Sit back, relax and let the cool sounds of your e-waste take you away
This incredibly savvy Illinois musician gives a new meaning to metal heads. Colten Jackson, e-waste enthusiast and music extraordinaire, has pushed the boundaries with his project called Electronic Waste Orchestra.
By hacking together what Jackson calls the Hard Rock Guitar out of e-waste, six obsolete hard drives, and an old keyboard number pad, powered by an Arduino board, he is able to produce a range of synthesized, ambient tones.
Jackson says, “if you were to try to design a digital instrument from scratch, I think it’d be hard to come up with an idea on a blank canvas, but dig through a pile of e-waste and find a circuit board, and now you have an interface.”
By the year 2017, the Earth will feel the weight of as much as eight additional Egyptian Pyramids, leaving the burden of cleaning up the mess to electronics recyclers.
A reported 50 million tons of obsolete electronics were thrown away last year, and ideas for shrinking that number run from straightforward recycling programs to turning old gadgets into gold. This e-waste project offers up one way for people to recycle their old electronics, while finding inventive ways to reuse what some may see as unusable.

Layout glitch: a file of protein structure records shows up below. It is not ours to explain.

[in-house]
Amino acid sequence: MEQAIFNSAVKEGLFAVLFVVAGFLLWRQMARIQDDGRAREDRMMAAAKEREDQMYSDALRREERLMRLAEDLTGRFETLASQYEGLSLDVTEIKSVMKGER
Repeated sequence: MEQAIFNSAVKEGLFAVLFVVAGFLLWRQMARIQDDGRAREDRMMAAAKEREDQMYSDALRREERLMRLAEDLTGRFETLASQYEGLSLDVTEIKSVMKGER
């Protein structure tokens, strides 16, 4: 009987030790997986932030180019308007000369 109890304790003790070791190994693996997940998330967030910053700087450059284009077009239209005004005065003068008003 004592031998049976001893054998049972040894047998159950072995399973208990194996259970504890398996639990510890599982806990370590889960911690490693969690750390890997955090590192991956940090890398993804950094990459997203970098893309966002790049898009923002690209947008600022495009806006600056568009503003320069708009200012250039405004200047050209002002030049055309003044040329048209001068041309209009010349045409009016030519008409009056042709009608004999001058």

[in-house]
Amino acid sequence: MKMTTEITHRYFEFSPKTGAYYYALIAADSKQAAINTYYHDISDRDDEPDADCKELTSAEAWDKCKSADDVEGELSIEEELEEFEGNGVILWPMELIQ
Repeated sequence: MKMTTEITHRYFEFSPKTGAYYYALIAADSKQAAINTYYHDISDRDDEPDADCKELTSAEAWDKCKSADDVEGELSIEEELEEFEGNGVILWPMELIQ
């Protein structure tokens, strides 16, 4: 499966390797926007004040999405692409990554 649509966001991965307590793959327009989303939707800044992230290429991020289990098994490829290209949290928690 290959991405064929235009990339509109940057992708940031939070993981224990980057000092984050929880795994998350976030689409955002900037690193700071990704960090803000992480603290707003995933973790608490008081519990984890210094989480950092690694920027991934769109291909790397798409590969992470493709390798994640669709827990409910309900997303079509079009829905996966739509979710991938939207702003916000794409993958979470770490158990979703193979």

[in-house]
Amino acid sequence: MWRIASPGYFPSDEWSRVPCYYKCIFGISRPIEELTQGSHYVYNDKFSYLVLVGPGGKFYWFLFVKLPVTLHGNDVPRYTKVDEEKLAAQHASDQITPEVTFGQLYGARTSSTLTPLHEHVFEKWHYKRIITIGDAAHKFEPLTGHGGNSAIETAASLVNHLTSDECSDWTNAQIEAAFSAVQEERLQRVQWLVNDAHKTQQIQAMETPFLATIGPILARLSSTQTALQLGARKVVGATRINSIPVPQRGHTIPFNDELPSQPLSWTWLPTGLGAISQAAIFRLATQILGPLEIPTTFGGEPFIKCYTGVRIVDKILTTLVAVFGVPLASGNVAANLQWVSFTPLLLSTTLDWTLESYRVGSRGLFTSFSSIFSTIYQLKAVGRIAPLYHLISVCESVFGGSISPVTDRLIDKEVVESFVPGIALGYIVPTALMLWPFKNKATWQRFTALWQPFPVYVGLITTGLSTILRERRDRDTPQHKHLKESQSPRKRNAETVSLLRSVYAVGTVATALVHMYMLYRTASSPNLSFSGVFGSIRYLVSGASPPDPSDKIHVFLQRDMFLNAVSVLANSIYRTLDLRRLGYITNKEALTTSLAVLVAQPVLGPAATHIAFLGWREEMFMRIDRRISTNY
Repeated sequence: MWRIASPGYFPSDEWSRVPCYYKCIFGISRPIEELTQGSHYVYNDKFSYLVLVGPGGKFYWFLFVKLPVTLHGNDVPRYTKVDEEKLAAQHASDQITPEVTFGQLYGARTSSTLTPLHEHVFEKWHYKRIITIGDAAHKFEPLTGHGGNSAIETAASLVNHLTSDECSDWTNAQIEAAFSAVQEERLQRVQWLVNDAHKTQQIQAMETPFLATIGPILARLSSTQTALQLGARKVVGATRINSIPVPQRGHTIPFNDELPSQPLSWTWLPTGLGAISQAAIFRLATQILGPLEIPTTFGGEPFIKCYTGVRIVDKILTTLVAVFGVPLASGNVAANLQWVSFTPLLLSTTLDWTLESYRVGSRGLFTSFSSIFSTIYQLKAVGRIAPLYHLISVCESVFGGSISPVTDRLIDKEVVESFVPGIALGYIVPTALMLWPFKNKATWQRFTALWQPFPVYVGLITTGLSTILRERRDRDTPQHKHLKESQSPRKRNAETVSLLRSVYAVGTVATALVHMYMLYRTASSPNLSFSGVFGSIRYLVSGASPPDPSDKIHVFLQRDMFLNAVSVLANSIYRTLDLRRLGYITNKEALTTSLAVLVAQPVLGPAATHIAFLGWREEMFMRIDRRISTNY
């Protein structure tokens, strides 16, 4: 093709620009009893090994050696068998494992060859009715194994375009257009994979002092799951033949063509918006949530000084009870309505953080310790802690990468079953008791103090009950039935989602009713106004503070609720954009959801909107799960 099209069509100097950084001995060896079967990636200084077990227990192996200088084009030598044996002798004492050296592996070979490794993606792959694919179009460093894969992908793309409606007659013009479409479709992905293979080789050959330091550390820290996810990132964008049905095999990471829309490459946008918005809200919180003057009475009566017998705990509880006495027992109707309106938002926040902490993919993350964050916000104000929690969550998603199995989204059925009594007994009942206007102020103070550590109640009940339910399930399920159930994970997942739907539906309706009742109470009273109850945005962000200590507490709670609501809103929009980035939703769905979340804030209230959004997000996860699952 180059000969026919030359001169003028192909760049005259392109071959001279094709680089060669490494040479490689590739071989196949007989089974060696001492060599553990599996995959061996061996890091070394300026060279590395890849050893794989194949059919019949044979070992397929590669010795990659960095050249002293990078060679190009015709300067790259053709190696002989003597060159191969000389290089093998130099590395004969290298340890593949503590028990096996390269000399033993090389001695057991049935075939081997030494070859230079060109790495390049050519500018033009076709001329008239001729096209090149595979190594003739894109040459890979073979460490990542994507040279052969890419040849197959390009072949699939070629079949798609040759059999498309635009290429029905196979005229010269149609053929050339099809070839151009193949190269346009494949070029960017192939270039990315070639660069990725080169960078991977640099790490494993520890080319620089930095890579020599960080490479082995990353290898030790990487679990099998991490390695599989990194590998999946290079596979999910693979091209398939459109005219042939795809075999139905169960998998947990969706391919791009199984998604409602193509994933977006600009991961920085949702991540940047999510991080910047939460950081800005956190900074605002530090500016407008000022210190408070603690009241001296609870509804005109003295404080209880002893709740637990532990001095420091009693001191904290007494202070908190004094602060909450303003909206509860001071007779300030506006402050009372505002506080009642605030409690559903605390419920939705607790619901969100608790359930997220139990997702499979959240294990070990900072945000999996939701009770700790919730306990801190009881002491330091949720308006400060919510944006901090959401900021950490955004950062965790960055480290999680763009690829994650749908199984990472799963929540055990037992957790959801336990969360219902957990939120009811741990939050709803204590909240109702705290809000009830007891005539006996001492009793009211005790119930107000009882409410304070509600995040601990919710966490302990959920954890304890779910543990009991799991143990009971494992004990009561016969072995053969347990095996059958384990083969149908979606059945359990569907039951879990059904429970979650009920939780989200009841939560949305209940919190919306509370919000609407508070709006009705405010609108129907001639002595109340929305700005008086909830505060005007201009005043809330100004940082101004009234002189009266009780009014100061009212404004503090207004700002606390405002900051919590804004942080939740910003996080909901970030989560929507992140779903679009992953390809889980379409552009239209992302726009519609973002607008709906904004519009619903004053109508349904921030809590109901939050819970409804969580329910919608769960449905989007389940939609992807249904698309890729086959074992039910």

Did you know e-waste represents 2% of America’s trash in landfills, but an astonishing 70% of overall toxic waste? Not only the shell of the device is considered e-waste; it’s really what’s in the electronics that matters. The U.S. EPA estimates that recycling 1 million mobile phones reclaims 35,274 pounds of copper, 772 pounds of silver, 75 pounds of gold, and 33 pounds of palladium.
The EPA also reported the U.S. collects and recycles about 27 percent of its disposed electronics. By carelessly tossing over 130 million cell phones every year and recycling a mere 11 percent, each U.S. household now spends around $1,200 each year on new electronics gadgets, all of which will be disposed of in a few years time.
This innovate project is making sound waves in the electronics recycling world and creative ways to reuse old gadgets is the future of keeping e-waste out of landfills.